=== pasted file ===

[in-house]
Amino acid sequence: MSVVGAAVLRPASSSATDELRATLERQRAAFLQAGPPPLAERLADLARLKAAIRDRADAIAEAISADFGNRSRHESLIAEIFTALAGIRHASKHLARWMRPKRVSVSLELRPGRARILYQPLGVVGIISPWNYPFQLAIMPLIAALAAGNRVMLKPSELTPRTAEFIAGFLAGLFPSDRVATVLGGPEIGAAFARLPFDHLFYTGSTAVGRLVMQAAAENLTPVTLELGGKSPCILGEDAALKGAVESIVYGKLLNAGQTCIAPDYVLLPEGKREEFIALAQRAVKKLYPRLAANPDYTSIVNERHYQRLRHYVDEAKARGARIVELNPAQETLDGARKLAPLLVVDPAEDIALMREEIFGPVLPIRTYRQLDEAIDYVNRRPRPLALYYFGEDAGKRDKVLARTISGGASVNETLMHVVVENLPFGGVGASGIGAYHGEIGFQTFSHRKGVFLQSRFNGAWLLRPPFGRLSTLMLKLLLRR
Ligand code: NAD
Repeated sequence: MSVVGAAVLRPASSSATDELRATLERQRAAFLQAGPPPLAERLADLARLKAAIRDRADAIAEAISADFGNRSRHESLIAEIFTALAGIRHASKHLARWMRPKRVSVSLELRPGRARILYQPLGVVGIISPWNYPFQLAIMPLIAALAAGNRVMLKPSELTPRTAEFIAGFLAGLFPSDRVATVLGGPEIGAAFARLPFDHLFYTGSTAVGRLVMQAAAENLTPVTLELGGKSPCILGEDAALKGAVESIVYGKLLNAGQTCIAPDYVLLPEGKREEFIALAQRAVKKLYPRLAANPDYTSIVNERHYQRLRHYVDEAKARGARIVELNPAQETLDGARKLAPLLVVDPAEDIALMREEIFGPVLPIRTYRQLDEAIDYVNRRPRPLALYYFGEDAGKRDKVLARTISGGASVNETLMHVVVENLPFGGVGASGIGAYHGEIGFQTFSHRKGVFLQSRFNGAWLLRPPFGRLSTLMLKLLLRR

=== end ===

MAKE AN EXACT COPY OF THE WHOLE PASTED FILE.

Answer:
[in-house]
Amino acid sequence: MSVVGAAVLRPASSSATDELRATLERQRAAFLQAGPPPLAERLADLARLKAAIRDRADAIAEAISADFGNRSRHESLIAEIFTALAGIRHASKHLARWMRPKRVSVSLELRPGRARILYQPLGVVGIISPWNYPFQLAIMPLIAALAAGNRVMLKPSELTPRTAEFIAGFLAGLFPSDRVATVLGGPEIGAAFARLPFDHLFYTGSTAVGRLVMQAAAENLTPVTLELGGKSPCILGEDAALKGAVESIVYGKLLNAGQTCIAPDYVLLPEGKREEFIALAQRAVKKLYPRLAANPDYTSIVNERHYQRLRHYVDEAKARGARIVELNPAQETLDGARKLAPLLVVDPAEDIALMREEIFGPVLPIRTYRQLDEAIDYVNRRPRPLALYYFGEDAGKRDKVLARTISGGASVNETLMHVVVENLPFGGVGASGIGAYHGEIGFQTFSHRKGVFLQSRFNGAWLLRPPFGRLSTLMLKLLLRR
Ligand code: NAD
Repeated sequence: MSVVGAAVLRPASSSATDELRATLERQRAAFLQAGPPPLAERLADLARLKAAIRDRADAIAEAISADFGNRSRHESLIAEIFTALAGIRHASKHLARWMRPKRVSVSLELRPGRARILYQPLGVVGIISPWNYPFQLAIMPLIAALAAGNRVMLKPSELTPRTAEFIAGFLAGLFPSDRVATVLGGPEIGAAFARLPFDHLFYTGSTAVGRLVMQAAAENLTPVTLELGGKSPCILGEDAALKGAVESIVYGKLLNAGQTCIAPDYVLLPEGKREEFIALAQRAVKKLYPRLAANPDYTSIVNERHYQRLRHYVDEAKARGARIVELNPAQETLDGARKLAPLLVVDPAEDIALMREEIFGPVLPIRTYRQLDEAIDYVNRRPRPLALYYFGEDAGKRDKVLARTISGGASVNETLMHVVVENLPFGGVGASGIGAYHGEIGFQTFSHRKGVFLQSRFNGAWLLRPPFGRLSTLMLKLLLRR